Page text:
Epistar Corp, the Taiwan-based manufacturer of light-emitting diode (LED) chips and wafers, has raised $250 million from the sale of convertible bonds. The deal attracted a huge response and was upsized by 25% from the initial $200 million.
According to a source, the offering was covered in 15 minutes and when the order books closed after two hours (at 5pm Hong Kong time) more than 170 investors had come into the deal. The final deal size was said to be as much as 10 times covered, although after taking out the inevitable order inflation the real demand was probably closer to six to seven times the amount of bonds on offer, the source said.
Hedge funds liked the fact that there were both asset swaps and stock borrow available, while outright investors appreciated the possibility of a back-ended yield.
As the market leader in LEDs used for backlighting in laptops, mobile phones and TVs as well as for traffic lights and other general lighting, Epistar should be the first company to benefit from the potential turnaround in the industry that is forecast by some analysts. Of the 22 analysts who cover Epistar according to Bloomberg, 13 have a “buy” rating on the stock and another five recommend investors to hold.
Also, the deal was well flagged through its filing in late June, so investors had plenty of time to get their heads around the equity story.
Add in the fact that there has been little CB issuance in Asia ex-Japan in recent months and one can see why the company was able both to upsize the deal and to push the pricing towards the investor-friendly end.
The deal structure was standard enough, with a five-year maturity, a three-year investor put and a three-year issuer call subject to a 125% hurdle. As with most Taiwan CBs, it came with a fixed 0% coupon.
It was offered with a yield between 0% and 1%, and a conversion premium of 25% to 30% over yesterday’s closing price of NT$50.10. Thanks to the strong demand, the issuer was able to fix the premium at 30% for an initial conversion price of NT$65.13, while the yield was set at 0.25%.
The conversion price is close to the 12-month high of NT$65.15 that the stock reached in September last year, although since then it has been pretty volatile. In November 2012 in traded as low as NT$39.60 and in early June this year it was back above NT$60 for a few days before edging lower again.
The deal came with about $140 million of asset swaps at 250bp above Libor, which were sourced by the bookrunners but provided by Taiwanese banks. There should be enough stock borrow in the market to cover the hedging needs for the CB investors at a cost of about 3.5% to 4%, the source noted.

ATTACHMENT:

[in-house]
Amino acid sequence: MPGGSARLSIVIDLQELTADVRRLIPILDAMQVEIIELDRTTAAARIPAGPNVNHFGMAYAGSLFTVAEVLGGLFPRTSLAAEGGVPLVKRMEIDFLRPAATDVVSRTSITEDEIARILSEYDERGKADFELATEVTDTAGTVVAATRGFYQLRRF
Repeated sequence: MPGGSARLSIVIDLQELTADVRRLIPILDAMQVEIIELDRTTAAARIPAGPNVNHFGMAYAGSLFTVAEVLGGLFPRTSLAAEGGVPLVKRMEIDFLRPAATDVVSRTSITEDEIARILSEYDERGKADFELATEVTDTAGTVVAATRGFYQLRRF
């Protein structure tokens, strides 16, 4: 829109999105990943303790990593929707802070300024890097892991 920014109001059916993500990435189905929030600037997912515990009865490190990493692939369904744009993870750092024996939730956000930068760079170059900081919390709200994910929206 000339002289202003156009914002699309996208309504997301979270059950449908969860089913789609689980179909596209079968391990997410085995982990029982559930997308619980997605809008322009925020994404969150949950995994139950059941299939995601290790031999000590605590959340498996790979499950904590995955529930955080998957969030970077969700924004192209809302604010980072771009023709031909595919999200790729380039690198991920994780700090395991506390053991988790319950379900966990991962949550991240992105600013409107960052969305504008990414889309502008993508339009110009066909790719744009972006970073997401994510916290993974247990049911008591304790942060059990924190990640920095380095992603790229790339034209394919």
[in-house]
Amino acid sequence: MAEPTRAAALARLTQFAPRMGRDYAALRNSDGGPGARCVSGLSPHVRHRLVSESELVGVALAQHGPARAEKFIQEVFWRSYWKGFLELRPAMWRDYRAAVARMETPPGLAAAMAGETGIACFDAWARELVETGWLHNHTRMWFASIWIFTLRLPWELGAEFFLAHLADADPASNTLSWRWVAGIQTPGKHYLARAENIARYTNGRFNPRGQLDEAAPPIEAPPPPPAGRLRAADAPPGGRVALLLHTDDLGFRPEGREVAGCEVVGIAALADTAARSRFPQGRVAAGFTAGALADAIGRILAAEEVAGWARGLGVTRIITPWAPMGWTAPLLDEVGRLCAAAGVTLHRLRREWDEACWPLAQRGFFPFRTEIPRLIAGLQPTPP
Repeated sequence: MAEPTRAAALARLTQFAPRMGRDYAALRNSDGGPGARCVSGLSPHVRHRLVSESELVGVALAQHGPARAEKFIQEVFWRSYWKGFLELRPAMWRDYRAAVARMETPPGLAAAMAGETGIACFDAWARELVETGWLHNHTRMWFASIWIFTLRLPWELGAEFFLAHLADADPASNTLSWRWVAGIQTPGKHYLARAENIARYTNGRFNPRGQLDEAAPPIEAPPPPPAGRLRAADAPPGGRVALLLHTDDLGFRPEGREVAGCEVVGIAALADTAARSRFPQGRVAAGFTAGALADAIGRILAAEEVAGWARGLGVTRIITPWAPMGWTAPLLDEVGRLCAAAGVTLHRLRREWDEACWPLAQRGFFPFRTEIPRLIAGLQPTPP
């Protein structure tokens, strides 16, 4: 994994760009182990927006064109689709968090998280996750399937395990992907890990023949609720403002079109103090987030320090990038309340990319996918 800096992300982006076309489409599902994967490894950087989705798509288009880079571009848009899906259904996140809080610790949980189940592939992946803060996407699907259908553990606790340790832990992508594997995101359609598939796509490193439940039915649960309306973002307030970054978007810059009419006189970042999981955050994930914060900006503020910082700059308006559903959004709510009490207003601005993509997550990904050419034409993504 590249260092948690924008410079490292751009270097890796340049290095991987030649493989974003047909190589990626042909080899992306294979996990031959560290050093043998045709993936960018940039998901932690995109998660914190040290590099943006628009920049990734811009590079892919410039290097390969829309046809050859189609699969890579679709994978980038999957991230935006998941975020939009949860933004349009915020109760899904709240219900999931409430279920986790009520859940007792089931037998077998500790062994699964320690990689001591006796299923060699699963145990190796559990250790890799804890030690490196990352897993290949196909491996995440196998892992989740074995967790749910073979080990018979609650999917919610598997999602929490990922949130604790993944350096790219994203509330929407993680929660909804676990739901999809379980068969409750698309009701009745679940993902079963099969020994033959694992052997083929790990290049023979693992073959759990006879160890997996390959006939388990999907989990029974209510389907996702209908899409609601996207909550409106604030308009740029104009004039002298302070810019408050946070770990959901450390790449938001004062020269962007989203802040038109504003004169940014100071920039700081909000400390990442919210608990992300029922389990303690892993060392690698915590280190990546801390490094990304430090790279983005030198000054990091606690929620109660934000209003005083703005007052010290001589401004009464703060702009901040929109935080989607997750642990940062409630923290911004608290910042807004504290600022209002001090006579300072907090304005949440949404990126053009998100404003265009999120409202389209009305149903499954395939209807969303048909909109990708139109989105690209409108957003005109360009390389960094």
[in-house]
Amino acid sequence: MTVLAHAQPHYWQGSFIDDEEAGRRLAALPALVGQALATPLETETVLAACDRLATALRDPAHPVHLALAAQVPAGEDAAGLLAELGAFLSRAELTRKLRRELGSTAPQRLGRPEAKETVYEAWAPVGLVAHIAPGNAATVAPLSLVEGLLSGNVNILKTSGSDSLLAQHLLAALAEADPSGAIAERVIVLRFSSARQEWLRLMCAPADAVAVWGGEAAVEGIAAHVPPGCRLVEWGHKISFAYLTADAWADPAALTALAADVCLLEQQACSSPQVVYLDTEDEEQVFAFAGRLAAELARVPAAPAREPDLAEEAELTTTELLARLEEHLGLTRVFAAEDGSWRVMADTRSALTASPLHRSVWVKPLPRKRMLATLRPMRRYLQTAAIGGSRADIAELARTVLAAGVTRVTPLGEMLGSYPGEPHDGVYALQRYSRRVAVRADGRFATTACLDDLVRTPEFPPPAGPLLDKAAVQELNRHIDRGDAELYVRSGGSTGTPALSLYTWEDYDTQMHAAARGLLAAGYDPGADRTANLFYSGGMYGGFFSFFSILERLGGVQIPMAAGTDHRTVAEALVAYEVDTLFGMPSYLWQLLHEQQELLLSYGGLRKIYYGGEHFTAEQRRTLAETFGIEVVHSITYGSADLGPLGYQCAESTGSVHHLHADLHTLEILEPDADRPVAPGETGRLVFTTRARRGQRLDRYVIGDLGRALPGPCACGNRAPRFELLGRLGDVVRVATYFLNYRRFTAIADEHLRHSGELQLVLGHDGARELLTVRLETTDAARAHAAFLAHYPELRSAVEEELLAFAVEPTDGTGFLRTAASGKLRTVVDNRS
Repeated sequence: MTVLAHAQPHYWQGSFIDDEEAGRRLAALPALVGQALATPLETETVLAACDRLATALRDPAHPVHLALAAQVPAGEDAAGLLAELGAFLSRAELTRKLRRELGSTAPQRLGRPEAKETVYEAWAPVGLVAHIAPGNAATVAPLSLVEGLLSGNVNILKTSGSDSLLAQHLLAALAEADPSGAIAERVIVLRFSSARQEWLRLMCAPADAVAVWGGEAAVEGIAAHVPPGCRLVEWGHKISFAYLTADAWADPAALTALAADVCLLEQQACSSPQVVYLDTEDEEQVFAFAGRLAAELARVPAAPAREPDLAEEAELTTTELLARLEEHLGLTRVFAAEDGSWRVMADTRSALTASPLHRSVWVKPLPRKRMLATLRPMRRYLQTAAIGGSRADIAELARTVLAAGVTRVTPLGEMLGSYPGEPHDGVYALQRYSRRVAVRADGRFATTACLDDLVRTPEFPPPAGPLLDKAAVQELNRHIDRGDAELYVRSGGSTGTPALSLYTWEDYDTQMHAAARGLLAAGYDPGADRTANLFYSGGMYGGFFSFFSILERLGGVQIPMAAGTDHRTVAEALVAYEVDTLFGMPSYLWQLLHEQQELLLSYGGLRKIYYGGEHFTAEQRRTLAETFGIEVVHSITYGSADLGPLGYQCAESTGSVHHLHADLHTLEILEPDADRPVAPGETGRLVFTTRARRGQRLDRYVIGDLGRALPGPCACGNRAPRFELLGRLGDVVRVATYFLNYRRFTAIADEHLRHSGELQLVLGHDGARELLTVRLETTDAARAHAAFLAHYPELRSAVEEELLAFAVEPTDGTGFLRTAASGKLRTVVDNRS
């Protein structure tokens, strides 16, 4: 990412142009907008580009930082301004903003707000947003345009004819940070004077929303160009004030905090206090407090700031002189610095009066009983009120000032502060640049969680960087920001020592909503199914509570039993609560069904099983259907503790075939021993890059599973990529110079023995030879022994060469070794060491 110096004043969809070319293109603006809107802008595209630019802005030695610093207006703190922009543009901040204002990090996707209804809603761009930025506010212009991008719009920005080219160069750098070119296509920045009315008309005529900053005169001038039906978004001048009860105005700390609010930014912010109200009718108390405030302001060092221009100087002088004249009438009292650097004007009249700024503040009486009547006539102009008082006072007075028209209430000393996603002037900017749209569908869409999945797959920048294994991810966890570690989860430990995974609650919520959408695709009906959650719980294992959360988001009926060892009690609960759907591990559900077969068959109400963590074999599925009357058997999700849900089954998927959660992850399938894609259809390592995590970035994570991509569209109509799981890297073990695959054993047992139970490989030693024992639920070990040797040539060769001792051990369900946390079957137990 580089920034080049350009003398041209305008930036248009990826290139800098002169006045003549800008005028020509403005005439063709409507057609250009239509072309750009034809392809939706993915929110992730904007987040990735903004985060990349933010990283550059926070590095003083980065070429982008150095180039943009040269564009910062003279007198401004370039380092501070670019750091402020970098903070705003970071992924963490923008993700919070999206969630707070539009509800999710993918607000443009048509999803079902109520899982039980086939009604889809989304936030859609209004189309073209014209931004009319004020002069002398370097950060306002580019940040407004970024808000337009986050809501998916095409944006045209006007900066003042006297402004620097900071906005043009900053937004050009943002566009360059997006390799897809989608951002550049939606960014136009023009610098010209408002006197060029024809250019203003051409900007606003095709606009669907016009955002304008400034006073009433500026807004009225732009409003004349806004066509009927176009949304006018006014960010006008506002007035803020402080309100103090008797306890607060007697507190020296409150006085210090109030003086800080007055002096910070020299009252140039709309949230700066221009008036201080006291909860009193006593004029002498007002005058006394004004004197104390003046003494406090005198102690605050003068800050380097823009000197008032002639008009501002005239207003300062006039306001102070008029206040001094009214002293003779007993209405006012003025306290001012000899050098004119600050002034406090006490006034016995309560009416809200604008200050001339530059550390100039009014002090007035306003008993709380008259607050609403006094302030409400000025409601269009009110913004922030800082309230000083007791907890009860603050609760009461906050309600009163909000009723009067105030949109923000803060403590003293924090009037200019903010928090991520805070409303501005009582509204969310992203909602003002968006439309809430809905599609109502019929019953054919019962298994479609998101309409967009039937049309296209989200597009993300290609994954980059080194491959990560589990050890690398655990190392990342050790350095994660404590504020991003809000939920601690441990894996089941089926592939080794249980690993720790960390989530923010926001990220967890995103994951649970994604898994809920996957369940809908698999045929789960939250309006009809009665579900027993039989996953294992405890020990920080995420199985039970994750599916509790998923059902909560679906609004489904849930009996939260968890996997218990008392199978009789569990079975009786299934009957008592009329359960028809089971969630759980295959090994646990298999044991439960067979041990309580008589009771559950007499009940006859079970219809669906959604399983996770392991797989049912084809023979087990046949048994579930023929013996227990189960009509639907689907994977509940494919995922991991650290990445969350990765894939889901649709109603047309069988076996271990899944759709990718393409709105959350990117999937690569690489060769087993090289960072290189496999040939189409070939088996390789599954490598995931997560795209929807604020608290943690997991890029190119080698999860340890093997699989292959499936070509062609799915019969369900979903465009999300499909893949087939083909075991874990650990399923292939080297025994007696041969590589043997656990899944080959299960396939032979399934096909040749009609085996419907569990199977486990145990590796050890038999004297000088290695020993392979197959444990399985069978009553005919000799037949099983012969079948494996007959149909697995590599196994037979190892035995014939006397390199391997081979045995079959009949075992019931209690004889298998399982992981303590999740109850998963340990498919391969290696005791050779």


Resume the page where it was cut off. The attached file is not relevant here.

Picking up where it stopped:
Together with a full dividend protection and assuming a 3% to 4% slide in the share price today, this resulted in a bond floor of 91.2% and an implied volatility of around 32%. That compares to an historical vol of 30% to 35%, depending on which period one looks at.
So the deal wasn’t exactly cheap, although the fair value worked out at about 101, which is also where the CB was indicated in the grey market yesterday evening. However, CB specialists said there was little to no actual trading in the bonds.
The deal might have seemed a better fit for hedge funds, given the somewhat uncertain equity outlook and the fact that both the credit and the equity options can be hedged. In the event, however, demand was fairly evenly split between Asia-based hedge funds and European outrights, the source said. The allocation was expected to reflect that.
Late last night investors were told that only about half of the accounts that had submitted orders would actually receive bonds, leaving some 85 investors with a zero allocation.
The proceeds will be used to refinance an existing CB that was issued in 2011 and becomes puttable in January 2014. That deal, arranged by Barclays, was initially $280 million and currently has $273.2 million worth of bonds left outstanding. It is trading well out of the money and, barring a sharp turnaround in the LED industry in the next few months, is not very likely to convert into equity before the put option comes into play.
Like this latest deal, the 2011 CB also had a 30% conversion premium and a zero percent coupon, but offered no yield. The fact that the pricing is so similar makes yesterday’s CB a pretty good deal for the issuer, particularly in light of the fact that the credit spread back in 2011 was only about 145bp to 150bp.